Defendant was tried before a jury and found guilty of burglary. The evidence adduced at trial reveals that defendant entered the victim's warehouse, without authority, for the purpose of stealing copper tubing. This appeal followed. Held:
Defendant challenges the sufficiency of the evidence, arguing that his testimony that he did not enter the victim's warehouse for an unlawful purpose raises doubt as to his conviction for the crime charged. This argument is without merit.
"On appeal from a criminal conviction, the evidence must be viewed in the light most favorable to the verdict, and the appellant (defendant here) no longer enjoys the presumption of innocence; moreover, an appellate court does not weigh the evidence or determine witness credibility but only determines whether the evidence is sufficient under the standard of Jackson v. Virginia, 443 U. S. 307 (99 SC 2781, 61 LE2d 560). Howard v. State, 261 Ga. 251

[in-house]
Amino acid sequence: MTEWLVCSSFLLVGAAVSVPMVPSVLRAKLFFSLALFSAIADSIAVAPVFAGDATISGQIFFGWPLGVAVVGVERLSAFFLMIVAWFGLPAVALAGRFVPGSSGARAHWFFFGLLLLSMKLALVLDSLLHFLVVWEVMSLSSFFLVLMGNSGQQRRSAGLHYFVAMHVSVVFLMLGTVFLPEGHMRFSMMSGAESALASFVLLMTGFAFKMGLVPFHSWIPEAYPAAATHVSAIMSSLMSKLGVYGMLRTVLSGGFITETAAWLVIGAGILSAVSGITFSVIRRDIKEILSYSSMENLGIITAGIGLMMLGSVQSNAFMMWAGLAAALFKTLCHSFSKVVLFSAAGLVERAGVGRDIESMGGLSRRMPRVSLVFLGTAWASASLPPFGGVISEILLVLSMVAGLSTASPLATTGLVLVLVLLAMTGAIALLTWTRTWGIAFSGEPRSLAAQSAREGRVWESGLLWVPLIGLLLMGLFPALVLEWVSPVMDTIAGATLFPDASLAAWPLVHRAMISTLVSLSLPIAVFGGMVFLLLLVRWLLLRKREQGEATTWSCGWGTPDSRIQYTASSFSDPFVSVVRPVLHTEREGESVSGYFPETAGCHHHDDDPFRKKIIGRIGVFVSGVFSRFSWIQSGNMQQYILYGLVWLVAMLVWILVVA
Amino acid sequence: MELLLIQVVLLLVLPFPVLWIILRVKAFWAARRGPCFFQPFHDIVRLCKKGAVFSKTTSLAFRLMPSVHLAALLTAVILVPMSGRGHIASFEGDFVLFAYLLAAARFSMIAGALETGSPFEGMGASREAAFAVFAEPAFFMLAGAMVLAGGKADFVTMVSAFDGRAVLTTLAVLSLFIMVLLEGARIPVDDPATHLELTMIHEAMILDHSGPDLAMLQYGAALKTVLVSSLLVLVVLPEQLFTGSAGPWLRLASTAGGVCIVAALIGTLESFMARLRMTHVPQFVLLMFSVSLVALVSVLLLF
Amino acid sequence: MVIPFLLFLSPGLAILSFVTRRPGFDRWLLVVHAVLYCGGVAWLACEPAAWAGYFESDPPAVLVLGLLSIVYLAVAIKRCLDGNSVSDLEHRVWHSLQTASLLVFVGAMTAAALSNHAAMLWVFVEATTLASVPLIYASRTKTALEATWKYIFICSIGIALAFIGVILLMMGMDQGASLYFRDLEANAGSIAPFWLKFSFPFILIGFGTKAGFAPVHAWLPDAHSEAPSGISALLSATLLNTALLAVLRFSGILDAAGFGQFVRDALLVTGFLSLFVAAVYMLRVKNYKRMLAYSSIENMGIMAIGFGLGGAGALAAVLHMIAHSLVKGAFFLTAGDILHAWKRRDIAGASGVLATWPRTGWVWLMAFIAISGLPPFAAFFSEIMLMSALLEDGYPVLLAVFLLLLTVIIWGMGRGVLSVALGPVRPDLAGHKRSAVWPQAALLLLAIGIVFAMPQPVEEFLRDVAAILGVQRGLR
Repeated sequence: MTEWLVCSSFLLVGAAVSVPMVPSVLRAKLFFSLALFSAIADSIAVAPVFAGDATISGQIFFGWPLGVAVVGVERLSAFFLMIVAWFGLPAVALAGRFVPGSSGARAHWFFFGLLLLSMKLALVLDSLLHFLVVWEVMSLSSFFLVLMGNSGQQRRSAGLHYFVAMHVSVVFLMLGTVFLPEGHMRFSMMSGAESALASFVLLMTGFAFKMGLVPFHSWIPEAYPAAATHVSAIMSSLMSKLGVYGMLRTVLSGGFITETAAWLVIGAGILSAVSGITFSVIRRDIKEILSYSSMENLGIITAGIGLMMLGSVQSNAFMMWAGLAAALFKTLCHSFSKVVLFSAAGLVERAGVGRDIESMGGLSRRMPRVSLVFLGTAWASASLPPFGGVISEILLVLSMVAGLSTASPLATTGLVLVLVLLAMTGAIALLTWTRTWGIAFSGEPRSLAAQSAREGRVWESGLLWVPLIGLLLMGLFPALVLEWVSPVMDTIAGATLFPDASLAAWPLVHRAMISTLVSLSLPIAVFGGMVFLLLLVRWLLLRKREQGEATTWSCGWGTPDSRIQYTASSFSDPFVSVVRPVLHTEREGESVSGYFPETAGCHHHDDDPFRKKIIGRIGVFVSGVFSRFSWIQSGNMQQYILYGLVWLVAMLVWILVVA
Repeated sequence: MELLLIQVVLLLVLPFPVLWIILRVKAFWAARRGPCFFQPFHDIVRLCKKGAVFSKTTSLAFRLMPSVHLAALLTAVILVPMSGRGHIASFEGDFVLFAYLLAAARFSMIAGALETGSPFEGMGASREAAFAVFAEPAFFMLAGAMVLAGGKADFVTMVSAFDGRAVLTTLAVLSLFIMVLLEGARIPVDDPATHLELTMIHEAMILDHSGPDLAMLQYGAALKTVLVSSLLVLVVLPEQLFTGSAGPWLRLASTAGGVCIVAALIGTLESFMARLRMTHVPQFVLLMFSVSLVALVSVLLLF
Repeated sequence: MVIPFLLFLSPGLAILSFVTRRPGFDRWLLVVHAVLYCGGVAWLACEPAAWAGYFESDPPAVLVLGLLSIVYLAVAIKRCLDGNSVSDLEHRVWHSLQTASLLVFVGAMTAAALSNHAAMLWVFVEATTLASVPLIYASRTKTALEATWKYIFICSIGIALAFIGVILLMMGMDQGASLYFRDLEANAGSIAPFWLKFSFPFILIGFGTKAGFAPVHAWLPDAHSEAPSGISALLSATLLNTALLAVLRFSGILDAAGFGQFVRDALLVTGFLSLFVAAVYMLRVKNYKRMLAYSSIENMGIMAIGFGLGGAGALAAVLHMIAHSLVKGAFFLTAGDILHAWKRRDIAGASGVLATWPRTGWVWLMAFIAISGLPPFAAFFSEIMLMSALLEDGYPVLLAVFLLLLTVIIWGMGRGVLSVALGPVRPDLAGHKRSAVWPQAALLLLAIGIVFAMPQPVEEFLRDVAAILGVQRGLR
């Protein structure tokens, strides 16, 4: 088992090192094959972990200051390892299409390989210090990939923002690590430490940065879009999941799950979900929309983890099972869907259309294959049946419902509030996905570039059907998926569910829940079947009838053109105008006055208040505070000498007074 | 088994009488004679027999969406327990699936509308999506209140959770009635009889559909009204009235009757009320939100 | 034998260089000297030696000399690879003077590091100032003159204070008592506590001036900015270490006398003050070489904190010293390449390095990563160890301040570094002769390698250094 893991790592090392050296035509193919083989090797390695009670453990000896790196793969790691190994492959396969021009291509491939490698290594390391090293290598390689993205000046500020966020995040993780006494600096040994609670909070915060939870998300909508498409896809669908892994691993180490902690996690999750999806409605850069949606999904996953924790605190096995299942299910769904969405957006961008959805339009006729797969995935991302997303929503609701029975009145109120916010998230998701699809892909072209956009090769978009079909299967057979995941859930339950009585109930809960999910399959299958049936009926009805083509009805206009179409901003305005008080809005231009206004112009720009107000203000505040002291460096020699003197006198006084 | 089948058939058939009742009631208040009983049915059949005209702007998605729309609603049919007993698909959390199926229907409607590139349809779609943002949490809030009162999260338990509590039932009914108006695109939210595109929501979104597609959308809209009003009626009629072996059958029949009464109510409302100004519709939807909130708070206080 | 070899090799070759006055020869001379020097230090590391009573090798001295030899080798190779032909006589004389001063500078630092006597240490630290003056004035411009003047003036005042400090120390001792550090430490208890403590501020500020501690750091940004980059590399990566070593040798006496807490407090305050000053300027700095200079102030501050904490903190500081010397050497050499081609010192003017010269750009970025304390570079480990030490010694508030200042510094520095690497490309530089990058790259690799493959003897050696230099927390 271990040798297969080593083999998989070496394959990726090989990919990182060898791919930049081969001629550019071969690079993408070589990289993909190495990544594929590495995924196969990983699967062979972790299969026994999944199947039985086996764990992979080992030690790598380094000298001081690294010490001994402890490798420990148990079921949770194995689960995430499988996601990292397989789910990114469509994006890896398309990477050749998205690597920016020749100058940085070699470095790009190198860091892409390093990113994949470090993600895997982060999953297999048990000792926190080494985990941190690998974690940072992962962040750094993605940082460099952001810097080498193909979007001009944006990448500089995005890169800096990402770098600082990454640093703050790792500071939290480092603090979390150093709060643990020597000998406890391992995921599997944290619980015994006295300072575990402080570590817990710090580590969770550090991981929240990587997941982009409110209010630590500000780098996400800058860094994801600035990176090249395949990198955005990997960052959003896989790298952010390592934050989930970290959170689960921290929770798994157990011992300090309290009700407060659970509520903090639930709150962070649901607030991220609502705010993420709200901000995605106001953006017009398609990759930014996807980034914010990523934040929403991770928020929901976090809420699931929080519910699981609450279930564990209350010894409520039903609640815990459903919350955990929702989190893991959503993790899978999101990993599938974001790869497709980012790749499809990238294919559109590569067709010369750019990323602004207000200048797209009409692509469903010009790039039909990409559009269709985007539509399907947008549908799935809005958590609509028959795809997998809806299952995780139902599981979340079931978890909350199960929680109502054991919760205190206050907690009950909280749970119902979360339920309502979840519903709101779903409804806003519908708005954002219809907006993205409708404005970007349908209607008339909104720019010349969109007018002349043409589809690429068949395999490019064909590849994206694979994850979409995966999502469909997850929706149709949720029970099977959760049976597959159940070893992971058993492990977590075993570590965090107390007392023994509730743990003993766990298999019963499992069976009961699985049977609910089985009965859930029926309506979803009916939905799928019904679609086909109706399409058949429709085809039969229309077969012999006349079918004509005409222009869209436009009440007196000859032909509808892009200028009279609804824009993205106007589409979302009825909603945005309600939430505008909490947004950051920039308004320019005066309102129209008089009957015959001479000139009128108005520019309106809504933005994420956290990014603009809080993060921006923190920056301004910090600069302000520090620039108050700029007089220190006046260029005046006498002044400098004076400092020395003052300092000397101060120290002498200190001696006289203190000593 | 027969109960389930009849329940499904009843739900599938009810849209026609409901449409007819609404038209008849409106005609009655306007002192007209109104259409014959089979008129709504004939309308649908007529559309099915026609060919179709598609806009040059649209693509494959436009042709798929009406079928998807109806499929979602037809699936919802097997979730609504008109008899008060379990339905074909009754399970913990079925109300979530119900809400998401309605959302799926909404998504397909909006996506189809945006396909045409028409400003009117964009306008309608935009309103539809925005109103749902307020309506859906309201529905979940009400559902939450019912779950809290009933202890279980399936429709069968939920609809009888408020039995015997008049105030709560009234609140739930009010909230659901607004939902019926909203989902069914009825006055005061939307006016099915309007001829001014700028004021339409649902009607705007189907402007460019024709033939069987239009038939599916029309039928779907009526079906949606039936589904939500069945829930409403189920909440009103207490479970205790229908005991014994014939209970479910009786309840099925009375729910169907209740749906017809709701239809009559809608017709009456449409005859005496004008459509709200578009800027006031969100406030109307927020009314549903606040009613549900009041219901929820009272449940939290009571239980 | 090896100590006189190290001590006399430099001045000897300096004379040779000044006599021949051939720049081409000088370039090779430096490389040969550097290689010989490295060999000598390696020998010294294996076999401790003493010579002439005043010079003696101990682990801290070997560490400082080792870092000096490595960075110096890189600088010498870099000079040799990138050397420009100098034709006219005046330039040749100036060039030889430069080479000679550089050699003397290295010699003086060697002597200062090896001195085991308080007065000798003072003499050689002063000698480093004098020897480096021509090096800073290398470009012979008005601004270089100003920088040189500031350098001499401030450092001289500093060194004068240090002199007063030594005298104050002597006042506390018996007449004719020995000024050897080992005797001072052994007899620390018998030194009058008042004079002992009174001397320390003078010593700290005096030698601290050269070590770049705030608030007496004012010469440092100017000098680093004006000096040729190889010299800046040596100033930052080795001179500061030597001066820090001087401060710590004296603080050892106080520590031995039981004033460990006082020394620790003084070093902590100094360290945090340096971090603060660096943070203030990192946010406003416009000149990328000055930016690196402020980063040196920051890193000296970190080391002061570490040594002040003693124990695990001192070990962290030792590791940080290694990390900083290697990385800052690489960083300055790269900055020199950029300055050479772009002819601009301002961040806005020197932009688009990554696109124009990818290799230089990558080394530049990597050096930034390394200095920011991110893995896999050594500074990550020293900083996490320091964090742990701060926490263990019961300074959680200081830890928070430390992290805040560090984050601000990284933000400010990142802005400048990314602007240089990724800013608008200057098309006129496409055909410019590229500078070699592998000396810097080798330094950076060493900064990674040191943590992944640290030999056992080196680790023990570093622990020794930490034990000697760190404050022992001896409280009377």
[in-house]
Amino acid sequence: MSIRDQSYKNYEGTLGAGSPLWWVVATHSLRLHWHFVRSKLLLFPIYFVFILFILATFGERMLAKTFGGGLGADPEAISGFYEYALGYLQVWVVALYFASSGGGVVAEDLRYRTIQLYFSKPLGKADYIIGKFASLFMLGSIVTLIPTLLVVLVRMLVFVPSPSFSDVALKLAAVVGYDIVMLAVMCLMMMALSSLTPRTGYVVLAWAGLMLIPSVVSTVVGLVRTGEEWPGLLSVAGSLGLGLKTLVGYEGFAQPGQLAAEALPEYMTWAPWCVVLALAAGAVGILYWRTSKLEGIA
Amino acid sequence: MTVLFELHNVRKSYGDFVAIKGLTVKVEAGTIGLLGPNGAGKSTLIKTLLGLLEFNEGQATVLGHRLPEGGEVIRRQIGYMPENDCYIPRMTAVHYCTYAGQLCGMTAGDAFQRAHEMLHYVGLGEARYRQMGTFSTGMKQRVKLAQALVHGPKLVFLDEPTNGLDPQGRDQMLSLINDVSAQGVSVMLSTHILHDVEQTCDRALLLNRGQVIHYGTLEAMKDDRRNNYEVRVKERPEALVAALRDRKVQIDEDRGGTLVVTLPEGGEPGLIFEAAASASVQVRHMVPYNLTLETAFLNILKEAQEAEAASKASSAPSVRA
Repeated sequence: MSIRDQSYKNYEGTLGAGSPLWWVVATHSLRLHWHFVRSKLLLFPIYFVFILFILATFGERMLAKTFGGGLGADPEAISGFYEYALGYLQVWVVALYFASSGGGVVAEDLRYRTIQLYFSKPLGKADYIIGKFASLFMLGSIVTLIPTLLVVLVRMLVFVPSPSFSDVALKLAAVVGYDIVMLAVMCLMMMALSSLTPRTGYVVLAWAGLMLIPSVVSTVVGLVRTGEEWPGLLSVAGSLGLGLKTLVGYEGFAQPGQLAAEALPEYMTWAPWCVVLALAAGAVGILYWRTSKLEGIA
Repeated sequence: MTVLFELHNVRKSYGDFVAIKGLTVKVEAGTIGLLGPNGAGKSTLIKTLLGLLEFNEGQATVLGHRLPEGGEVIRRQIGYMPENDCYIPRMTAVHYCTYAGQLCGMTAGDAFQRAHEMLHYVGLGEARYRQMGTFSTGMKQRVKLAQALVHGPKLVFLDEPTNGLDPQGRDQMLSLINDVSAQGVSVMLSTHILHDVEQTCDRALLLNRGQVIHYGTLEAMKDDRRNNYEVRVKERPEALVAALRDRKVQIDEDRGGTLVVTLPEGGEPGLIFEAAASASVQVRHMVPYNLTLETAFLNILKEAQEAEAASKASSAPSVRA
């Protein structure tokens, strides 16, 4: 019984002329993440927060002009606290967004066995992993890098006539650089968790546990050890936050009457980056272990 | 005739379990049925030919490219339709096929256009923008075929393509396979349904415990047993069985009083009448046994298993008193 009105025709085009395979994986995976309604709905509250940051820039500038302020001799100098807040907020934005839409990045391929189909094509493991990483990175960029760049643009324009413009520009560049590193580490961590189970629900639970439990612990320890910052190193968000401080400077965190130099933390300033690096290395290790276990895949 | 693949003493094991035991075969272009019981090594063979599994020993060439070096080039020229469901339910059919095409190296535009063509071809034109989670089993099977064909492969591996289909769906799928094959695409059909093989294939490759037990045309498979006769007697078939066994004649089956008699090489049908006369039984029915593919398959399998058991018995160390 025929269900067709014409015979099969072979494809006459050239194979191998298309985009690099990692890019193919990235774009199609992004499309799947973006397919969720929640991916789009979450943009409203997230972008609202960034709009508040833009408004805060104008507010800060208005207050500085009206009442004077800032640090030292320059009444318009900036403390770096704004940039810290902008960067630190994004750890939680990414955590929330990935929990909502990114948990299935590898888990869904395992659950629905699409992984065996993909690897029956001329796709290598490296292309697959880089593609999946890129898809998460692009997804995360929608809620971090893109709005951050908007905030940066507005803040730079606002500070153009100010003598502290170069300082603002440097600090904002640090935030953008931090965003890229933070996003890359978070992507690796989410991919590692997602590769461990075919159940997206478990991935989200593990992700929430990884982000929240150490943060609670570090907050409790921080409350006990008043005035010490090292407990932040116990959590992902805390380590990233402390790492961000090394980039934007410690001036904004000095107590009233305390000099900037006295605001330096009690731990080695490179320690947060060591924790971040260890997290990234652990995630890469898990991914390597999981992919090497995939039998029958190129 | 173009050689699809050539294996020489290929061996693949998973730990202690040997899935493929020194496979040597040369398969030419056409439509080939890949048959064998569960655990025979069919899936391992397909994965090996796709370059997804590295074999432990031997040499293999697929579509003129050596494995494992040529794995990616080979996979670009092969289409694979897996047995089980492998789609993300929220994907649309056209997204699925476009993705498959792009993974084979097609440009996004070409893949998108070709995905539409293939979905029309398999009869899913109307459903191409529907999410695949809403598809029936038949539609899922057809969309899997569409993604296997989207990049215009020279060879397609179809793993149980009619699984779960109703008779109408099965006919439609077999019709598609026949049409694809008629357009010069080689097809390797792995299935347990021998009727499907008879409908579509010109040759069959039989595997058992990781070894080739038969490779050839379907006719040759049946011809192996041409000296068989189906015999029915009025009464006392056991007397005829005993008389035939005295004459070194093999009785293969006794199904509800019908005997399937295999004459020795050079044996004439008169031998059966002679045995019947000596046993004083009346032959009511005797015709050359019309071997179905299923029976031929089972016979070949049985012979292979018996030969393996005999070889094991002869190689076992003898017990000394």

, 252 (403 SE2d 204
); King v. State, 213 Ga. App. 268
, 269 (444 SE2d 381
). 'Conflicts in the testimony of the witnesses, including the (S)tate's witnesses, is a matter of credibility for the jury to resolve. (Cits.) As long as there is some (competent) evidence, even though contradicted, to support each fact necessary to make out the (S)tate's case, the jury's verdict will be upheld. (Cit.)' Searcy v. State, 236 Ga. 789
, 790 (225 SE2d 311
)." Grier v. State, 218 Ga. App. 637
, 638 (1) (463 SE2d 130
). In the case sub judice, one of the victim's employees testified that he observed defendant inside the victim's warehouse, without authority, removing copper tubing "off of a storage shelf." This evidence, and testimony that defendant fled when law enforcement officers arrived at the victim's warehouse, is sufficient to authorize the jury's finding that defendant is guilty, beyond a reasonable doubt, of burglary. OCGA 16-7-1
(a); Jackson v. Virginia, 443 U. S. 307, supra.